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Five Simple Steps to Stay on Deadline
by Rebecca Matthews

In the busy lives of any professional, full or part-time, it can seem overwhelming to get everything done in a single day, especially when deadlines are looming. Life gets chaotic; kids, husbands, wives need attention; and it seems as though the world is out to prevent you from working. Staying on deadline can be as daunting as trying to navigate a minefield, but it can be done. No more excuses! You too can get out that perfect piece and still make the T-ball game at 5:00 by following these five simple steps:

Don’t get sidetracked. Too many times we find ourselves sidetracked by the little things. Do the dishes and laundry, answer your emails and return phone calls before you get started. If you have little ones, consider an at home baby-sitter for one or two afternoons a week. Once you have a clean slate in front of you with no distractions or worries, you’ll get more done and be relaxed about it.

Set a time limit.  You know you have to get that article done. Set yourself a time limit – twenty minutes perhaps and use all twenty minutes. Get a timer, such as a kitchen timer, and set it for the whole amount of time you want to write. Don’t stop until the timer goes off. Don’t short yourself on time and feel free to go over. You will be amazed at how the words flow.

Keep track: Keep track of what you are doing. Make use of scheduling software to set up tasks and record deadlines. This can be as simple as setting up a spreadsheet to track your assignments, or as elaborate as purchasing tracking software and setting it up on your computer. This way you will know just when things are due without trying to keep it in your head, or worse, remember when you get the phone call from the editor telling you that you are late.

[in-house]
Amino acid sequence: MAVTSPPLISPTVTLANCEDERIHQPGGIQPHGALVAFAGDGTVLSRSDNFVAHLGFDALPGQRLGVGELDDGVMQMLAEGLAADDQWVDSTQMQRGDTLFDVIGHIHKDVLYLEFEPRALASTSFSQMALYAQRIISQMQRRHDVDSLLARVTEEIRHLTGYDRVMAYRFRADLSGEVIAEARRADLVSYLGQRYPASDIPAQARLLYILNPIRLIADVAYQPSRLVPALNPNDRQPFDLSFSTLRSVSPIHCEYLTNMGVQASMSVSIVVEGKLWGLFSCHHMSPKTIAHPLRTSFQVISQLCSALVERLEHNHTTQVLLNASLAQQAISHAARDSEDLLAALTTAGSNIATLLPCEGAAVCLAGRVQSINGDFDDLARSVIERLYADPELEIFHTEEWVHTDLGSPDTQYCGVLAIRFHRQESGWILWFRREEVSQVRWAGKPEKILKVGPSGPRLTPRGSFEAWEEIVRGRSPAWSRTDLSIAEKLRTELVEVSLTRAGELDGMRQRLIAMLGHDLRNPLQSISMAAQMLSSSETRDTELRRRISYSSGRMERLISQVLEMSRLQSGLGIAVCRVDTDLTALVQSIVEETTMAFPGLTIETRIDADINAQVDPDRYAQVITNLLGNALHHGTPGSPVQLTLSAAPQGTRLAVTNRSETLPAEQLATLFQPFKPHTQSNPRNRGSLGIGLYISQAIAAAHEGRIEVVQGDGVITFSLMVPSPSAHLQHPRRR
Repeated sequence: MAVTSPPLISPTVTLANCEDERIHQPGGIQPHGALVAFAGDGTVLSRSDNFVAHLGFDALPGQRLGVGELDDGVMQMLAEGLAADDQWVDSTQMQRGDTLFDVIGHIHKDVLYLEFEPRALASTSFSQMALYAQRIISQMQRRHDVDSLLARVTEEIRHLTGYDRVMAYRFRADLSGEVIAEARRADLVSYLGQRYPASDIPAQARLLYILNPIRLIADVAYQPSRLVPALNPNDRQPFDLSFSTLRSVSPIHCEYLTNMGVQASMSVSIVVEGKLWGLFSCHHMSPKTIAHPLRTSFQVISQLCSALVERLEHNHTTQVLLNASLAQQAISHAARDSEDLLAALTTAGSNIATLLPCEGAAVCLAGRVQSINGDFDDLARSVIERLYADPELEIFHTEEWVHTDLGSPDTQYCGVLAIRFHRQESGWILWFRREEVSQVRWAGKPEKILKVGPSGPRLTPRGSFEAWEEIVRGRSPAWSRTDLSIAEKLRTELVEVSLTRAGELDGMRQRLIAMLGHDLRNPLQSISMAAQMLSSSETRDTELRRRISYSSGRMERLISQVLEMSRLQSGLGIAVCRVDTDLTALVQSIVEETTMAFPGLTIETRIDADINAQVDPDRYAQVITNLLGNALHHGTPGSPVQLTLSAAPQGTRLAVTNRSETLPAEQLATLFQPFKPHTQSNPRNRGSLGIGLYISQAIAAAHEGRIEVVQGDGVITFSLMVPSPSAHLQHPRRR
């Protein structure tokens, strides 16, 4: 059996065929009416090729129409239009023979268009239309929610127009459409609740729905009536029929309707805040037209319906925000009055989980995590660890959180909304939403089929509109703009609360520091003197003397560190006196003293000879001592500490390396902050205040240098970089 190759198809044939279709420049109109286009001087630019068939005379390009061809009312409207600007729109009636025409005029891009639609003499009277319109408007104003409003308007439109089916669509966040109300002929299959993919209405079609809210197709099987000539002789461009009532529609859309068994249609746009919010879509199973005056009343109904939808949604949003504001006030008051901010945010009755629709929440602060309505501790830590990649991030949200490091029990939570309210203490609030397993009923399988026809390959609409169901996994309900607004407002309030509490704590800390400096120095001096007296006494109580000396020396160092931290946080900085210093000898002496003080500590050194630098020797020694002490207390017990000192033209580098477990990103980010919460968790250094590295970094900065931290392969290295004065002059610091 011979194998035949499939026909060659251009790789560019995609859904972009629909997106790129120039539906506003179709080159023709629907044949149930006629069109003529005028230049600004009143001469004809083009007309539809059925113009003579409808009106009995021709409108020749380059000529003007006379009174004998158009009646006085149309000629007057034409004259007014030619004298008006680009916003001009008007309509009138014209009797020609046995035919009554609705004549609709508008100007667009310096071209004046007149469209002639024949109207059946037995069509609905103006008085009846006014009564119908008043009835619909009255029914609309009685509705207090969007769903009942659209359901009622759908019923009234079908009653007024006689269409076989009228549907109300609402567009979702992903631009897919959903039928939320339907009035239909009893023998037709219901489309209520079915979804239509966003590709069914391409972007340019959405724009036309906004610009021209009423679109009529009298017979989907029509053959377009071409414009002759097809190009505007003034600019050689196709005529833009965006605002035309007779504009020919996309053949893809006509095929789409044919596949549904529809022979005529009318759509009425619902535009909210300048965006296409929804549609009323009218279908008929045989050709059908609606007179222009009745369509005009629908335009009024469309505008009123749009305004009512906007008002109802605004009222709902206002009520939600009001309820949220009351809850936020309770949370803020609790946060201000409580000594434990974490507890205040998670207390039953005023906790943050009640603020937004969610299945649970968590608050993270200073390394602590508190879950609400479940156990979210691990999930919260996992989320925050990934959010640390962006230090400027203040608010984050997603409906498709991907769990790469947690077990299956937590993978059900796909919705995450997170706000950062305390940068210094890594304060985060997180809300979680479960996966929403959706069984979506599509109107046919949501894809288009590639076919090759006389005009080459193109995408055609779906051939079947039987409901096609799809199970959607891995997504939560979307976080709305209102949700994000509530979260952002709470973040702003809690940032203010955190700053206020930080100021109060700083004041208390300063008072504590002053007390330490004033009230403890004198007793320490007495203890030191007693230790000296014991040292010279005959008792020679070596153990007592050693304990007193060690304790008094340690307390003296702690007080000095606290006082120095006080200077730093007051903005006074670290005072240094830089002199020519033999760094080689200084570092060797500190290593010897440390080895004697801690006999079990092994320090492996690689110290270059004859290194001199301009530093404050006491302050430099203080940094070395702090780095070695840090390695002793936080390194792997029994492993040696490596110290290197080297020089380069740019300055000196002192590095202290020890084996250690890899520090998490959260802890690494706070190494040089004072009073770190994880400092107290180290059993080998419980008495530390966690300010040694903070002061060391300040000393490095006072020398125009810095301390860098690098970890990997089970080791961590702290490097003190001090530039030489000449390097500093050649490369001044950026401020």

Don’t over commit: As great as it sounds hearing that Sam sent out fifty queries this month and has twenty-two assignments from the previous few months, be realistic in what you can do. If you are only able to find time to do three or four assignments for the month, don’t try and do ten. It is better to do less and do it well, than to miss deadlines and be known as unreliable.

Put in extra hours: No one likes to work overtime and finding extra time can be like trying to find a needle in a haystack: it just doesn’t seem to be there. Get creative. Set your alarm clock thirty minutes earlier. Skip your morning jog. Forget about watching late night and spend the hour typing up the first draft of your article. Print out a copy of your work and take it with you to your daughter’s T-ball game for quick editing.

Deadlines don’t have to be nerve-wracking or nail biting. Treat them with respect and you will stay on deadline, meet your deadline and be relaxed doing so. After all, isn’t the objective to gain some income with your writing? If you can’t meet deadlines, or be known as reliable, that means fewer jobs come your way and less money in your pocket.

© Copyright 2009, Rebecca Matthews

Rebecca Matthews is a freelance writer based in southern Idaho. Her work has appeared in such magazines as EQUUS and The Northwest Horse Source.  When she's not writing, you can find her out riding her horses.

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